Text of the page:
Integrity - Student home, The University of York An annotated bibliography is a list of citations to books, articles, and documents. Each citation is followed by a brief (usually about 150 words) descriptive and evaluative paragraph, the annotation. The purpose of the annotation is to inform the reader of the relevance, accuracy, and quality of the sources cited. ABSTRACTS Abstracts are the purely descriptive summaries often found at the beginning of scholarly journal articles or in periodical indexes. Annotations are descriptive and critical; they may describe the author's point of view, authority, or clarity and appropriateness of expression. THE PROCESS Creating an annotated bibliography calls for the application of a variety of intellectual skills: concise exposition, succinct analysis, and informed library research. First, locate and record citations to books, periodicals, and documents that may contain useful information and ideas on your topic. Then choose those works that provide a variety of perspectives on your topic. Cite the book, article, or document using the appropriate style. Write a concise annotation that summarizes the central theme and scope of the book or article. Include one or more sentences that (a) evaluate the authority or background of the author, (b) comment on the intended audience, (c) compare or contrast this work with another you have cited, or (d) explain how this work illuminates your bibliography topic. CRITICALLY APPRAISING THE BOOK, ARTICLE, OR DOCUMENT For guidance in critically appraising and analyzing the sources for your bibliography, see How to Critically Analyze Information Sources. For information on the author's background and views, ask at the reference desk for help finding appropriate biographical reference materials and book review sources. CHOOSING THE CORRECT FORMAT FOR THE CITATIONS Check with your instructor to find out which style is preferred for your class. Online citation guides for both the Modern Language Association (MLA) and the American Psychological Association (APA) styles are linked from the Library's Citation Management page. The authors, researchers at the Rand Corporation and Brown University, use data from the National Longitudinal Surveys of Young Women and Young Men to test their hypothesis that nonfamily living by young adults alters their attitudes, values, plans, and expectations, moving them away from their belief in traditional sex roles. The authors, researchers at the Rand Corporation and Brown University, use data from the National Longitudinal Surveys of Young Women and Young Men to test their hypothesis that nonfamily living by young adults alters their attitudes, values, plans, and expectations, moving them away from their belief in traditional sex roles. They find their hypothesis strongly supported in young females, while the effects were fewer in studies of young males. They find their hypothesis strongly supported in young females, while the effects were fewer in studies of young males. Increasing the time away from parents before marrying increased individualism, self-sufficiency, and changes in attitudes about families. Increasing the time away from parents before marrying increased individualism, self-sufficiency, and changes in attitudes about families. In contrast, an earlier study by Williams cited below shows no significant gender differences in sex role attitudes as a result of nonfamily living. In contrast, an earlier study by Williams cited below shows no significant gender differences in sex role attitudes as a result of nonfamily living. This section of the website is about academic integrity and will help you gain the. provide the essential information for good practice and avoiding misconduct.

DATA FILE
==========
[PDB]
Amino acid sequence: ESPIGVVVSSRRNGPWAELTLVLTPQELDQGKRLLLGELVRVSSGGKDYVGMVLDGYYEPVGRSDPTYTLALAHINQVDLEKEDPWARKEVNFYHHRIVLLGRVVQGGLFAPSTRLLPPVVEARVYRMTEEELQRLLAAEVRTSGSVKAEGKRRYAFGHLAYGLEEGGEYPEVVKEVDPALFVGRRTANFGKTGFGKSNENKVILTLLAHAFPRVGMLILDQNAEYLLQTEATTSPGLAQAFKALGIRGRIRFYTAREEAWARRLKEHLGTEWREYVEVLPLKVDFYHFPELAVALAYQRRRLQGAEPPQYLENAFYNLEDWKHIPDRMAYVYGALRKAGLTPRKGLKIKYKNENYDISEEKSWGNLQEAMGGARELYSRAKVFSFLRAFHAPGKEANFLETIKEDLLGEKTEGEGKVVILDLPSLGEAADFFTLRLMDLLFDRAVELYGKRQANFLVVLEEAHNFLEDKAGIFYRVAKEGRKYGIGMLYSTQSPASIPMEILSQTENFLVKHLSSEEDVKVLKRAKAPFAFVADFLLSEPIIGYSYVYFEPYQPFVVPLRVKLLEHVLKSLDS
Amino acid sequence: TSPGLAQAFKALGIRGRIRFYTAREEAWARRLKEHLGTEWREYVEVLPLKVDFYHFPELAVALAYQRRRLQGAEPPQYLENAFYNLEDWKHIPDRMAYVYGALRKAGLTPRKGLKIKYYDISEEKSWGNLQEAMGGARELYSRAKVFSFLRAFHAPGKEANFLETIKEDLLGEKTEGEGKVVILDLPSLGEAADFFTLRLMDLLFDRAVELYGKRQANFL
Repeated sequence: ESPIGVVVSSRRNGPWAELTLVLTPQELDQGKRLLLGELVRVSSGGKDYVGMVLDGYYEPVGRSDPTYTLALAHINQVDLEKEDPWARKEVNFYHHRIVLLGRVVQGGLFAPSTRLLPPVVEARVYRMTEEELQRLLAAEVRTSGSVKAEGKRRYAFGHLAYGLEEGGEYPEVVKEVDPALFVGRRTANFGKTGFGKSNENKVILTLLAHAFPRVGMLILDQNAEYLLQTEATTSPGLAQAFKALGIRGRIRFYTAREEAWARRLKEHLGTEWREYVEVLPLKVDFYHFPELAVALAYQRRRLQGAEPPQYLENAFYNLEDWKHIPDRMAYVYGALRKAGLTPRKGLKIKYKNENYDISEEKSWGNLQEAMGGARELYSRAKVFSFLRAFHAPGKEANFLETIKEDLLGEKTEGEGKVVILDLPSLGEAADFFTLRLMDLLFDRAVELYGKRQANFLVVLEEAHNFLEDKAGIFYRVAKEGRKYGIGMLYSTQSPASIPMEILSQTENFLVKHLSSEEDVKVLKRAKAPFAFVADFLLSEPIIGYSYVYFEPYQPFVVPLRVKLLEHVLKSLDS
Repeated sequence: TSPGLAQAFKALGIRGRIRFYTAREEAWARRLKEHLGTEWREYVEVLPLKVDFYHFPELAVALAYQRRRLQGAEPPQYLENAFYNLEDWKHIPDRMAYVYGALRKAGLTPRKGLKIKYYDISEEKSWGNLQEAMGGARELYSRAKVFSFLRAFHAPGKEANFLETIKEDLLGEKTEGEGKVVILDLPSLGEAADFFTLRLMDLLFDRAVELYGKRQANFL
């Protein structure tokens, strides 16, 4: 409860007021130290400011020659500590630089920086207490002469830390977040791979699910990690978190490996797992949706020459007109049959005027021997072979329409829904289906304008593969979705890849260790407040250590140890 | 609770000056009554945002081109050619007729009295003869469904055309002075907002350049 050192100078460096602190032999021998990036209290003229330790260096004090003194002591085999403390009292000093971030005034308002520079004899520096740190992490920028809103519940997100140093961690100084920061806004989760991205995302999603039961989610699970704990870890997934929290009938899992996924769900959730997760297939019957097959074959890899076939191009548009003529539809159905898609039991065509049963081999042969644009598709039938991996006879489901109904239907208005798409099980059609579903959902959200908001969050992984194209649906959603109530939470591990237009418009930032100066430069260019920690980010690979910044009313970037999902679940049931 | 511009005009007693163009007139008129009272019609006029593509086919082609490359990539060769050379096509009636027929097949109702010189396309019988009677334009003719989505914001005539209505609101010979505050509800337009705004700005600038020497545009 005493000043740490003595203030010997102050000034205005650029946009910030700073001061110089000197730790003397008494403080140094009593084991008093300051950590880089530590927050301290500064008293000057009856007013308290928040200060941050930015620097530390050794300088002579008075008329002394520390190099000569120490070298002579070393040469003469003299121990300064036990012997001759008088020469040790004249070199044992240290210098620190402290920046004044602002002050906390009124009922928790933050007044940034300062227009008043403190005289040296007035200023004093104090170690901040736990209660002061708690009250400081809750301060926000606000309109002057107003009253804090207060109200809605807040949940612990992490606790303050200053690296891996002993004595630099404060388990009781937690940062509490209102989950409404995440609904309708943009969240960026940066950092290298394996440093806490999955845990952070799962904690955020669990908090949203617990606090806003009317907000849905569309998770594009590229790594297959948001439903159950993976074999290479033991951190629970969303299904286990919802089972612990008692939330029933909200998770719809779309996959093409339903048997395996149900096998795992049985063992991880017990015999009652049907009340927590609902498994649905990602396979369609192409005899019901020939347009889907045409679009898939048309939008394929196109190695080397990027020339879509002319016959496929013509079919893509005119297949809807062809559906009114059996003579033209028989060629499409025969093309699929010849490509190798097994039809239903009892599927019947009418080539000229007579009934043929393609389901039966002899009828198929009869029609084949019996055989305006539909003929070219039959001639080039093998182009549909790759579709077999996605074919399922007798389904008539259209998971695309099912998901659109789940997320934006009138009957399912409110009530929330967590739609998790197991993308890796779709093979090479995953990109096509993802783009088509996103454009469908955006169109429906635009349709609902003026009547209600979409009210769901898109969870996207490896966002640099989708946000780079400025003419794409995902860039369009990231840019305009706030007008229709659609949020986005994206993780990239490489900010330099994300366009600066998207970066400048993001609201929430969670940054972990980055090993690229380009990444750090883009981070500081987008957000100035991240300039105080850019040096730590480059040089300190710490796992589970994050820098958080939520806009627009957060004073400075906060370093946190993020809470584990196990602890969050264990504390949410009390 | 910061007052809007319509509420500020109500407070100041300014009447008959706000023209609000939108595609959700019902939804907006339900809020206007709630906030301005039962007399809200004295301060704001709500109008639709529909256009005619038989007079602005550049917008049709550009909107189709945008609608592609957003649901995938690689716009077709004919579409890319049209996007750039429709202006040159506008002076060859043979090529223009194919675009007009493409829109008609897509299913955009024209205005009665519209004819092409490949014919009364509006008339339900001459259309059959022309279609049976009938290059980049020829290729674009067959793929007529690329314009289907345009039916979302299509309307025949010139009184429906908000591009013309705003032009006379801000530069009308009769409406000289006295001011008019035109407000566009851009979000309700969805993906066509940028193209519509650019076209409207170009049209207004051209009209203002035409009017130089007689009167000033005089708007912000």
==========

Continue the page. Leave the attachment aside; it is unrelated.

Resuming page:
CSE Biology - Citation Styles - Research Guides at